Samir could just not figure it out. The old man had come over from the Old Country in the early 1950′s and started a new business in a new land. Father George was from the old school. A lot of business was conducted in the roisterous climate of the Lebanese Club, the dancing cedars which resembled more a joy room from Georgian England than a gentleman’s club of the late twentieth century. But they were devout in a redemption through sin sort of way. No. Samir was perplexed. He was good kid who studied hard and kept his nose clean, managing to get accepted to Wharton and finishing near the top of his graduating class.
George had asked him to study his business from soup to nuts prior to assuming a management role. Samir interviewed salesmen, analyzed the warehouse, pored over documents and papers in the office, checked inventory, ran figures through various software programs and the more he looked the more anxious he became. Nothing was normal and conventional and functional as he had learned in school. Nothing was understandable. The business model was assumed to have no fixed shape. stuff disappeared then magically found a way home in a new section. Orders seem to materialize out of the mists, accounts disappeared only to resurface in different divisions. Unusual commissions were paid to what appeared to be phantom vendors and salespeople. A mess. A 100% seat of the pants style answering to no rhyme or reason. A pied piper that would lead government inspectors straight to the house of Hansel and Gretel.
“Dad” he began. I can’t figure anything out. Nothing makes sense. There is no logic, no coherence, nothing remotely linear, nothing understandable, or even remotely plausible in my wildest fantasies. Dad, answer me honestly. How the heck are you making so much money?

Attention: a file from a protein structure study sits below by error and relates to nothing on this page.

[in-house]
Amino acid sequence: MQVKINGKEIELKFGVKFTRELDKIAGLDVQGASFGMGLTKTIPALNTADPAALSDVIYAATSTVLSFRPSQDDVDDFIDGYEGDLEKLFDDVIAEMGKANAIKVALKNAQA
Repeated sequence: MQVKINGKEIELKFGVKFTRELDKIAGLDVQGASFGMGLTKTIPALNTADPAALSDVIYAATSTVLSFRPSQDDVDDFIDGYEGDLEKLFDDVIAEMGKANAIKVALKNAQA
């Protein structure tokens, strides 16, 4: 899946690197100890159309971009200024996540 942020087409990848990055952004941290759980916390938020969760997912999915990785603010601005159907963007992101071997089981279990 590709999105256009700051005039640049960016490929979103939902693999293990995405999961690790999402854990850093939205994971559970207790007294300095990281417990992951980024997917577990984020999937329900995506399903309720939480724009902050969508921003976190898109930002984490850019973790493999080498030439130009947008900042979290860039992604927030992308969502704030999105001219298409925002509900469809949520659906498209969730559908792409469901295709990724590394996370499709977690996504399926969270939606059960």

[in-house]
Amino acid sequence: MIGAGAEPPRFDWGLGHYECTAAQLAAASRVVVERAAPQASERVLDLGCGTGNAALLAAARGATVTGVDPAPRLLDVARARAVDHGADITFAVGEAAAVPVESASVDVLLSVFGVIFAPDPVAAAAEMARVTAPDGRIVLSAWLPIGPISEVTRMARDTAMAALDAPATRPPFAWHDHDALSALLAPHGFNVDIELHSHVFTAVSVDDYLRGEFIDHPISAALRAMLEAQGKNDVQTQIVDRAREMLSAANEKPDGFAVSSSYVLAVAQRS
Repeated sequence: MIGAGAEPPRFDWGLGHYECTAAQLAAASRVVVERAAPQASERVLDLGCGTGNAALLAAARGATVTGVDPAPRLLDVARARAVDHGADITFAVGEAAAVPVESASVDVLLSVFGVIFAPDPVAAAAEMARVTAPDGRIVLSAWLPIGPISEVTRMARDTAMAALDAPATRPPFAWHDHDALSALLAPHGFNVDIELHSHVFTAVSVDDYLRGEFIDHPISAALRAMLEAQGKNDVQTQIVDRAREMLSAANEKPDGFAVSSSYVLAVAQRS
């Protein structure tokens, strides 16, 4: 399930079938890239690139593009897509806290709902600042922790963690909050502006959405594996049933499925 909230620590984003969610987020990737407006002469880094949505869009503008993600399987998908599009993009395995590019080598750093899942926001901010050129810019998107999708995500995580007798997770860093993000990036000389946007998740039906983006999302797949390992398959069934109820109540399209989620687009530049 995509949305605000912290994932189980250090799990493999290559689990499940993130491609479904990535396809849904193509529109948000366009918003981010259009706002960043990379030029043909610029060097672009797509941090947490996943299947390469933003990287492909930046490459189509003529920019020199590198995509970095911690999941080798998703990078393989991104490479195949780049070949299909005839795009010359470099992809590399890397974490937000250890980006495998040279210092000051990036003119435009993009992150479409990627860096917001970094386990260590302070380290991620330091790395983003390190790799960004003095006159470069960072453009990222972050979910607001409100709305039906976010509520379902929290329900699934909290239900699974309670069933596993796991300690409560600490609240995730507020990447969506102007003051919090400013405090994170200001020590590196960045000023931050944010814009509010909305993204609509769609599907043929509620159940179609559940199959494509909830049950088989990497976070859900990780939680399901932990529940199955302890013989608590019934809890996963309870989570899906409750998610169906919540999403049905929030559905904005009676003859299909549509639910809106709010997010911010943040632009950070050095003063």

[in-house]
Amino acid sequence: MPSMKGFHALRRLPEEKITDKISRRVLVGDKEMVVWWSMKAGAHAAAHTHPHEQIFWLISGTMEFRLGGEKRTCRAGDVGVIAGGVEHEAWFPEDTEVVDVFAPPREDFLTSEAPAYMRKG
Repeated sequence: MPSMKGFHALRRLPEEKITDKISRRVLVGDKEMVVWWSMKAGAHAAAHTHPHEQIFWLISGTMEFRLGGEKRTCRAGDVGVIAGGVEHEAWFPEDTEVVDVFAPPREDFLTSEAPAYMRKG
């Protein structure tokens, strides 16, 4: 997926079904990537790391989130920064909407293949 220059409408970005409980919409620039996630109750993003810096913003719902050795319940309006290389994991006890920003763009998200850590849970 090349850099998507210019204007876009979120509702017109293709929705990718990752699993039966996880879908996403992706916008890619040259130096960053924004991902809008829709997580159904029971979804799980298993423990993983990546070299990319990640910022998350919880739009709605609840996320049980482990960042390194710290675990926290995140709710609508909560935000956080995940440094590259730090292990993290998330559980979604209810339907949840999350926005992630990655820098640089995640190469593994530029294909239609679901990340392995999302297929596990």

Sam absorbed his father’s non-committal rejoinder and took his invitation to sit down and have a late afternoon scotch in the office. He began thinking, while his dad was recounting some dumb to him story about how hungry he was in the old country and went into a roadside restaurant and ordered what he thought was a stew which turned out to be camel meat. Sam loved baseball, and his after a second filling of single malt thought of Leo Durocher the “lip” ; legendary feisty and intelligent manager. Durocher liked a player called Eddie Stankey nicknamed the Brat and the mobile muskrat. And when asked why, The Lip would quote Branch Rickey: “He can’t hit, he can’t run, he can’t field, he can’t throw. He can’t do a goddamn thing, —but beat you.” Sam’s dad was a gamer,a Stankey. he couldn’t really do anything particularly well, had vague notions of accounting, finance neither here nor there, not the appearance of a captain of industry, yet he was a winner doing exceptionally well, and he, Samir, was making the mistake of only seeing the things his father couldn’t do. And he also remembered Branch Rickey saying that luck was not isolated, a random event but rather what he termed the residue of design, which ultimately meant that one makes their own breaks.